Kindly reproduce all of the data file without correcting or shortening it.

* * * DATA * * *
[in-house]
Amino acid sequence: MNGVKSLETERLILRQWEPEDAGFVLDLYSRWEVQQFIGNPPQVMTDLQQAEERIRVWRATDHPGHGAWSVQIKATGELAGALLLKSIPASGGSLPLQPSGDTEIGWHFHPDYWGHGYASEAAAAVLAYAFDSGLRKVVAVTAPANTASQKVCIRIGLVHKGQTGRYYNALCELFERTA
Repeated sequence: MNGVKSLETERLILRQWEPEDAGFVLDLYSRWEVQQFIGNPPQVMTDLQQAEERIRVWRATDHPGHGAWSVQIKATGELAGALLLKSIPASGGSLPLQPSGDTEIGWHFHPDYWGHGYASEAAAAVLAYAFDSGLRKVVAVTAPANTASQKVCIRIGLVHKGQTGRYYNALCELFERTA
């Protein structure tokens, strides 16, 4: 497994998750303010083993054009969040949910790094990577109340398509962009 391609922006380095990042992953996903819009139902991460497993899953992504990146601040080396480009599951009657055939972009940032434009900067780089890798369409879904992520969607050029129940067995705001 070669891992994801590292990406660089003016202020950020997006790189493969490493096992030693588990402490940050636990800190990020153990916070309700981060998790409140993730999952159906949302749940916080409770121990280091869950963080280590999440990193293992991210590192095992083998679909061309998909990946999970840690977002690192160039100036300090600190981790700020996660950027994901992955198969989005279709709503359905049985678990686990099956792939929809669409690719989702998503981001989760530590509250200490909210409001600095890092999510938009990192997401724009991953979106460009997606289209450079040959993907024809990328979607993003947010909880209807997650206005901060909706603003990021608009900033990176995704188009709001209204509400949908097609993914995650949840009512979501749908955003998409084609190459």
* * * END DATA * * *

[in-house]
Amino acid sequence: MNGVKSLETERLILRQWEPEDAGFVLDLYSRWEVQQFIGNPPQVMTDLQQAEERIRVWRATDHPGHGAWSVQIKATGELAGALLLKSIPASGGSLPLQPSGDTEIGWHFHPDYWGHGYASEAAAAVLAYAFDSGLRKVVAVTAPANTASQKVCIRIGLVHKGQTGRYYNALCELFERTA
Repeated sequence: MNGVKSLETERLILRQWEPEDAGFVLDLYSRWEVQQFIGNPPQVMTDLQQAEERIRVWRATDHPGHGAWSVQIKATGELAGALLLKSIPASGGSLPLQPSGDTEIGWHFHPDYWGHGYASEAAAAVLAYAFDSGLRKVVAVTAPANTASQKVCIRIGLVHKGQTGRYYNALCELFERTA
């Protein structure tokens, strides 16, 4: 497994998750303010083993054009969040949910790094990577109340398509962009 391609922006380095990042992953996903819009139902991460497993899953992504990146601040080396480009599951009657055939972009940032434009900067780089890798369409879904992520969607050029129940067995705001 070669891992994801590292990406660089003016202020950020997006790189493969490493096992030693588990402490940050636990800190990020153990916070309700981060998790409140993730999952159906949302749940916080409770121990280091869950963080280590999440990193293992991210590192095992083998679909061309998909990946999970840690977002690192160039100036300090600190981790700020996660950027994901992955198969989005279709709503359905049985678990686990099956792939929809669409690719989702998503981001989760530590509250200490909210409001600095890092999510938009990192997401724009991953979106460009997606289209450079040959993907024809990328979607993003947010909880209807997650206005901060909706603003990021608009900033990176995704188009709001209204509400949908097609993914995650949840009512979501749908955003998409084609190459």